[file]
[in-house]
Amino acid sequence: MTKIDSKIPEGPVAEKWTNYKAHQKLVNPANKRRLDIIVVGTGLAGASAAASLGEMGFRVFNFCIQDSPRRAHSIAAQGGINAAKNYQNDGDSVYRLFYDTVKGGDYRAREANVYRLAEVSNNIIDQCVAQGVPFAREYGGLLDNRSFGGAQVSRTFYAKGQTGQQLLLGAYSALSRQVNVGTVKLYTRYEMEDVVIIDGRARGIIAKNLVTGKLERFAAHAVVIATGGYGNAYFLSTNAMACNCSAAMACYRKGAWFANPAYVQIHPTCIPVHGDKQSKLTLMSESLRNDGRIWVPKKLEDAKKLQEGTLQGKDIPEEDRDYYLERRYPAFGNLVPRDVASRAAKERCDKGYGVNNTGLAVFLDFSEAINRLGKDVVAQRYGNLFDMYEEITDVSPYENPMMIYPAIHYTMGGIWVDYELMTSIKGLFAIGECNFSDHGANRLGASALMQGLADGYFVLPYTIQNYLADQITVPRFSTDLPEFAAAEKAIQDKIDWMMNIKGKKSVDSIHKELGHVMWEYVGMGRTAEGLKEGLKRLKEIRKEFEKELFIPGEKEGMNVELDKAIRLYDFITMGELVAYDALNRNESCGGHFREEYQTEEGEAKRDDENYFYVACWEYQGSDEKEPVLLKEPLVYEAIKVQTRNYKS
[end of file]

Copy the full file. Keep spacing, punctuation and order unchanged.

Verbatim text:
[in-house]
Amino acid sequence: MTKIDSKIPEGPVAEKWTNYKAHQKLVNPANKRRLDIIVVGTGLAGASAAASLGEMGFRVFNFCIQDSPRRAHSIAAQGGINAAKNYQNDGDSVYRLFYDTVKGGDYRAREANVYRLAEVSNNIIDQCVAQGVPFAREYGGLLDNRSFGGAQVSRTFYAKGQTGQQLLLGAYSALSRQVNVGTVKLYTRYEMEDVVIIDGRARGIIAKNLVTGKLERFAAHAVVIATGGYGNAYFLSTNAMACNCSAAMACYRKGAWFANPAYVQIHPTCIPVHGDKQSKLTLMSESLRNDGRIWVPKKLEDAKKLQEGTLQGKDIPEEDRDYYLERRYPAFGNLVPRDVASRAAKERCDKGYGVNNTGLAVFLDFSEAINRLGKDVVAQRYGNLFDMYEEITDVSPYENPMMIYPAIHYTMGGIWVDYELMTSIKGLFAIGECNFSDHGANRLGASALMQGLADGYFVLPYTIQNYLADQITVPRFSTDLPEFAAAEKAIQDKIDWMMNIKGKKSVDSIHKELGHVMWEYVGMGRTAEGLKEGLKRLKEIRKEFEKELFIPGEKEGMNVELDKAIRLYDFITMGELVAYDALNRNESCGGHFREEYQTEEGEAKRDDENYFYVACWEYQGSDEKEPVLLKEPLVYEAIKVQTRNYKS